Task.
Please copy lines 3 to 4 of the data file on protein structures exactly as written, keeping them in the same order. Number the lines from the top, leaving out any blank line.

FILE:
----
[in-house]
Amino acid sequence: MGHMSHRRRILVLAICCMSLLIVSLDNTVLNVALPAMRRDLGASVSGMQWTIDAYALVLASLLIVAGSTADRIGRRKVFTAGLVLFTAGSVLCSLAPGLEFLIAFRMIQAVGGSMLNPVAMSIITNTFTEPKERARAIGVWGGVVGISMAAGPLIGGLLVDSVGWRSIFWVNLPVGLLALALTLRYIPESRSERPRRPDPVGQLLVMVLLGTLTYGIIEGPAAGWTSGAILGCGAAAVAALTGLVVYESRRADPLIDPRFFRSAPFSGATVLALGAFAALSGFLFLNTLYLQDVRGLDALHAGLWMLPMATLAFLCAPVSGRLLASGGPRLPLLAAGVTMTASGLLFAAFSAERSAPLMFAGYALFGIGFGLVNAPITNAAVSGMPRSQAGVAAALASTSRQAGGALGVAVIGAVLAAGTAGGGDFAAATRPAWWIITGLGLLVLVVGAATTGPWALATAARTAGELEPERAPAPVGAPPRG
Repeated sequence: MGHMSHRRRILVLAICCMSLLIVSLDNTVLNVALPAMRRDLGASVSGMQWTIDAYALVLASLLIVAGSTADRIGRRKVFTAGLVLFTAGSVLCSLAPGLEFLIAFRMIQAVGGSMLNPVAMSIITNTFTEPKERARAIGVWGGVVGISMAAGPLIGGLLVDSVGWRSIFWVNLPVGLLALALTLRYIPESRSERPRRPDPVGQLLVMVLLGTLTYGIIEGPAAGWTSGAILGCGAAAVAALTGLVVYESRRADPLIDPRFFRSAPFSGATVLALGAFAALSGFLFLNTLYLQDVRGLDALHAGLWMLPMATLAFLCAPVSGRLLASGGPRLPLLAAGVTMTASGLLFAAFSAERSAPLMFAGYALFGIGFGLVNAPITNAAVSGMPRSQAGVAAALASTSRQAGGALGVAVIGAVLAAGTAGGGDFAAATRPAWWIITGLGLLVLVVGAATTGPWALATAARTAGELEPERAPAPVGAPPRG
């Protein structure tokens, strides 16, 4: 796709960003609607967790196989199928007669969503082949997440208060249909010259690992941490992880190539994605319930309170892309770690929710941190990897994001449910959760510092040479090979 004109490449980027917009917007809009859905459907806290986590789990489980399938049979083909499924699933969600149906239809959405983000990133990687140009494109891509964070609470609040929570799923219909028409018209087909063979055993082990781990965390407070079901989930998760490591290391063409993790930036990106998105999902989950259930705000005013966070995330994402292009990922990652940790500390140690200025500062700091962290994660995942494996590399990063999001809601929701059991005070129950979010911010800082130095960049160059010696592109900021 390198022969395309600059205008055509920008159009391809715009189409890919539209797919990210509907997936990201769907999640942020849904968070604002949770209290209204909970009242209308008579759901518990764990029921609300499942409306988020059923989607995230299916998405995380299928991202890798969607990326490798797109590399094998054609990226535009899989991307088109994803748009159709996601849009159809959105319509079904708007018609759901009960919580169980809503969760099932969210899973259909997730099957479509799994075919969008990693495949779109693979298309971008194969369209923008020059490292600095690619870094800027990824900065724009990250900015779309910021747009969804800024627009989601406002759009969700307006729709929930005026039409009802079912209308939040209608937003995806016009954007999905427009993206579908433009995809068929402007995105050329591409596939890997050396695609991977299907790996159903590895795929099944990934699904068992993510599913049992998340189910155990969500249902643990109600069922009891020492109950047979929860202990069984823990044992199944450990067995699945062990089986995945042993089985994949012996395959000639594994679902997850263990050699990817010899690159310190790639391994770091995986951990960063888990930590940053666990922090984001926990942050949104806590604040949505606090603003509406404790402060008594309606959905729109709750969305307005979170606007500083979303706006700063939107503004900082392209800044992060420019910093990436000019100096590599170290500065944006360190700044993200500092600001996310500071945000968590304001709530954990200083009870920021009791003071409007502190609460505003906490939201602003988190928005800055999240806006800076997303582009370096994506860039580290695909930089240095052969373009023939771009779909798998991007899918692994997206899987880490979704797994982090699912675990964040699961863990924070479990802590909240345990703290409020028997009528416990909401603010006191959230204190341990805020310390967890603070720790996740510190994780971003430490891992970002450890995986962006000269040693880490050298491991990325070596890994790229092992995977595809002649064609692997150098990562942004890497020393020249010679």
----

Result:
Repeated sequence: MGHMSHRRRILVLAICCMSLLIVSLDNTVLNVALPAMRRDLGASVSGMQWTIDAYALVLASLLIVAGSTADRIGRRKVFTAGLVLFTAGSVLCSLAPGLEFLIAFRMIQAVGGSMLNPVAMSIITNTFTEPKERARAIGVWGGVVGISMAAGPLIGGLLVDSVGWRSIFWVNLPVGLLALALTLRYIPESRSERPRRPDPVGQLLVMVLLGTLTYGIIEGPAAGWTSGAILGCGAAAVAALTGLVVYESRRADPLIDPRFFRSAPFSGATVLALGAFAALSGFLFLNTLYLQDVRGLDALHAGLWMLPMATLAFLCAPVSGRLLASGGPRLPLLAAGVTMTASGLLFAAFSAERSAPLMFAGYALFGIGFGLVNAPITNAAVSGMPRSQAGVAAALASTSRQAGGALGVAVIGAVLAAGTAGGGDFAAATRPAWWIITGLGLLVLVVGAATTGPWALATAARTAGELEPERAPAPVGAPPRG
């Protein structure tokens, strides 16, 4: 796709960003609607967790196989199928007669969503082949997440208060249909010259690992941490992880190539994605319930309170892309770690929710941190990897994001449910959760510092040479090979 004109490449980027917009917007809009859905459907806290986590789990489980399938049979083909499924699933969600149906239809959405983000990133990687140009494109891509964070609470609040929570799923219909028409018209087909063979055993082990781990965390407070079901989930998760490591290391063409993790930036990106998105999902989950259930705000005013966070995330994402292009990922990652940790500390140690200025500062700091962290994660995942494996590399990063999001809601929701059991005070129950979010911010800082130095960049160059010696592109900021 390198022969395309600059205008055509920008159009391809715009189409890919539209797919990210509907997936990201769907999640942020849904968070604002949770209290209204909970009242209308008579759901518990764990029921609300499942409306988020059923989607995230299916998405995380299928991202890798969607990326490798797109590399094998054609990226535009899989991307088109994803748009159709996601849009159809959105319509079904708007018609759901009960919580169980809503969760099932969210899973259909997730099957479509799994075919969008990693495949779109693979298309971008194969369209923008020059490292600095690619870094800027990824900065724009990250900015779309910021747009969804800024627009989601406002759009969700307006729709929930005026039409009802079912209308939040209608937003995806016009954007999905427009993206579908433009995809068929402007995105050329591409596939890997050396695609991977299907790996159903590895795929099944990934699904068992993510599913049992998340189910155990969500249902643990109600069922009891020492109950047979929860202990069984823990044992199944450990067995699945062990089986995945042993089985994949012996395959000639594994679902997850263990050699990817010899690159310190790639391994770091995986951990960063888990930590940053666990922090984001926990942050949104806590604040949505606090603003509406404790402060008594309606959905729109709750969305307005979170606007500083979303706006700063939107503004900082392209800044992060420019910093990436000019100096590599170290500065944006360190700044993200500092600001996310500071945000968590304001709530954990200083009870920021009791003071409007502190609460505003906490939201602003988190928005800055999240806006800076997303582009370096994506860039580290695909930089240095052969373009023939771009779909798998991007899918692994997206899987880490979704797994982090699912675990964040699961863990924070479990802590909240345990703290409020028997009528416990909401603010006191959230204190341990805020310390967890603070720790996740510190994780971003430490891992970002450890995986962006000269040693880490050298491991990325070596890994790229092992995977595809002649064609692997150098990562942004890497020393020249010679």